Can we make friendly mosquitoes?May 8, 2019
Any organism, when challenged by any other, will try to protect itself. This is the natural order of self-preservation. Therefore, mosquitoes also have a natural mechanism to fight Plasmodium by being refractory to the infection. This fundamental biological aspect has been exploited to eliminate malaria, potentially making friendly mosquitoes (Ferreira MU et al. Clin Diag Lab Immunol 2004;11(6):987-95). There can be different strategies to make the vector plasmodium-resistant, the first approach is to replace the existing parasite-carrying mosquitoes with modified mosquitoes, the second is driven by an artificial gene, and the third by using modified microorganisms as delivery systems. The common step in all these methods is to use an effector molecule or gene to cause refractiveness to Plasmodium. An ideal effector would not modify the viability of the vector but target the parasite at different stages. Some of the interesting effectors identified so far include salivary gland and midgut peptide 1 (SM1), which blocks recognition sites for sporozoites and ookinetes (Ito J et al. Nature 2002, 417(6887):452-5) and the other one is phospholipase A2 (PLA2), which inhibits ookinete invasion (Zieler H et al. J Exp Biol 2001;204:4157-67).
The idea of replacing wild-type mosquitoes with a genetically modified one with a killing or disabling agent will usually need an intensive insect elimination in a given area. Apart from that, due to the unknown nature of genetic modifications that happen in modified mosquitoes, periodic and sustained release mechanisms will be needed. These steps make it highly costly and difficult to sustainably achieve targets. The gene-driven method, which aims at reducing one sex of insects to crush the population, uses transposable elements called “selfish genes” that use host DNA repair mechanism to develop the refractory system. Similar experiments were published with synthetic genetic elements and a homing endonuclease gene (HEG) called I-SceI, where it was demonstrated that the progeny of Anopheles gambiae can propagate genetic modifications.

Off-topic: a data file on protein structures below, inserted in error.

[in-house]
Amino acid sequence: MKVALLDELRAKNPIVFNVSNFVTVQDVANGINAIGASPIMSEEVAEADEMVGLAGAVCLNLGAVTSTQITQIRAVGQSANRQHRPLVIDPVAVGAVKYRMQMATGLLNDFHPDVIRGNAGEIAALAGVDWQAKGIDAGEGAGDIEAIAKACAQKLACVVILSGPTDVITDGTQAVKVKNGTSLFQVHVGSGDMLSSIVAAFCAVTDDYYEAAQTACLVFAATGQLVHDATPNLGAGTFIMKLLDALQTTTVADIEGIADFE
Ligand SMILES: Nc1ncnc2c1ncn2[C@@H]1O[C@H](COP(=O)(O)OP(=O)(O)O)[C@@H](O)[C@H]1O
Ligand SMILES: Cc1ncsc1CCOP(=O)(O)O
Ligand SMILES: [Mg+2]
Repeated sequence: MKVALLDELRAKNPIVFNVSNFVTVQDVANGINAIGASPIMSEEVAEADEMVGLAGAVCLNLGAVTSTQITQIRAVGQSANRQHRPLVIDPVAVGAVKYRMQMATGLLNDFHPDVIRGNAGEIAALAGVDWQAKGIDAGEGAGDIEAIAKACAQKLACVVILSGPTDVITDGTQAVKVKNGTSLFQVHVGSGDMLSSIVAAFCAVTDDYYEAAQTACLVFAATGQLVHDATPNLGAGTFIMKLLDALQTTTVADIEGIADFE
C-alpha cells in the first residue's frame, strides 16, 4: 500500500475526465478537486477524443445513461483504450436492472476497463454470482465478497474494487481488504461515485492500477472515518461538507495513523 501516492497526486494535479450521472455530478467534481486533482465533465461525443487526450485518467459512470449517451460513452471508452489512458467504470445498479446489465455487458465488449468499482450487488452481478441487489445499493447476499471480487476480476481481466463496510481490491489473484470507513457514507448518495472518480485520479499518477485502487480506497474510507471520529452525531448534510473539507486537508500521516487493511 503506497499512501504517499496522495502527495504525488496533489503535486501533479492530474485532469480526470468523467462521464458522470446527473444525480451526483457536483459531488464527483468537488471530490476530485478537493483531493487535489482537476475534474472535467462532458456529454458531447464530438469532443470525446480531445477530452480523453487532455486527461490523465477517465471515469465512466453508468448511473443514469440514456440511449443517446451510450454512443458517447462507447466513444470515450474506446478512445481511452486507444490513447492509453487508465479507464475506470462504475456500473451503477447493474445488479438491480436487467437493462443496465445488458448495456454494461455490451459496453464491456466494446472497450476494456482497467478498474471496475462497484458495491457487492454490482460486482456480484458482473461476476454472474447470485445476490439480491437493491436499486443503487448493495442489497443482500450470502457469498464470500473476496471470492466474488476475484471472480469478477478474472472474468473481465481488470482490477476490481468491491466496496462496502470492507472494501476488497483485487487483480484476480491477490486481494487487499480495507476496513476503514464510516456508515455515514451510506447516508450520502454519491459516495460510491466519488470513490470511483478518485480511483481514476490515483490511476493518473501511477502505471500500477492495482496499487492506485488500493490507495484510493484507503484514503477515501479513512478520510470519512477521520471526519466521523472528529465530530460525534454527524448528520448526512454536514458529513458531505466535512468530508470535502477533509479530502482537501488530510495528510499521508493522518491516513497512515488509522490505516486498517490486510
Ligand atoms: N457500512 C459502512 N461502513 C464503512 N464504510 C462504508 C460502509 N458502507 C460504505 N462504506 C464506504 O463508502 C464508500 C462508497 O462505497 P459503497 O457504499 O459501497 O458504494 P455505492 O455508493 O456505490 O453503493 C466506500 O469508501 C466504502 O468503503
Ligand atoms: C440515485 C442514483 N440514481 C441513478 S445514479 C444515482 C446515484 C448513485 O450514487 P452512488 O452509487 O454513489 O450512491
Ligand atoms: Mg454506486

Successful, large-scale implementations of transmission blocking methodologies for malaria elimination are still further away in the future. However, several unique technologies are being developed with a lot of focus, generating a huge amount of knowledge. Better data collection and qualitative analysis of randomized clusters, with well-defined endpoints, should be the main objective of studies now. The ideal endpoint should be the reduction of human infection and to help in taking informed and early clinical decisions. Any approach involving genetic modifications will need a well-planned compartmental and mechanistic mathematical modeling for better outcomes. Furthermore, any technology developed must have long-term benefits with low costs for affordable mass implementation even in remote regions.
Last, but among the most important considerations, are ethical development and the use of technologies for benefiting the patients. Education and population sensitization prior to implementation, touching upon the considerable epidemiological effects of releasing modified mosquitoes, are needed to really understand if we can make friendly mosquitoes.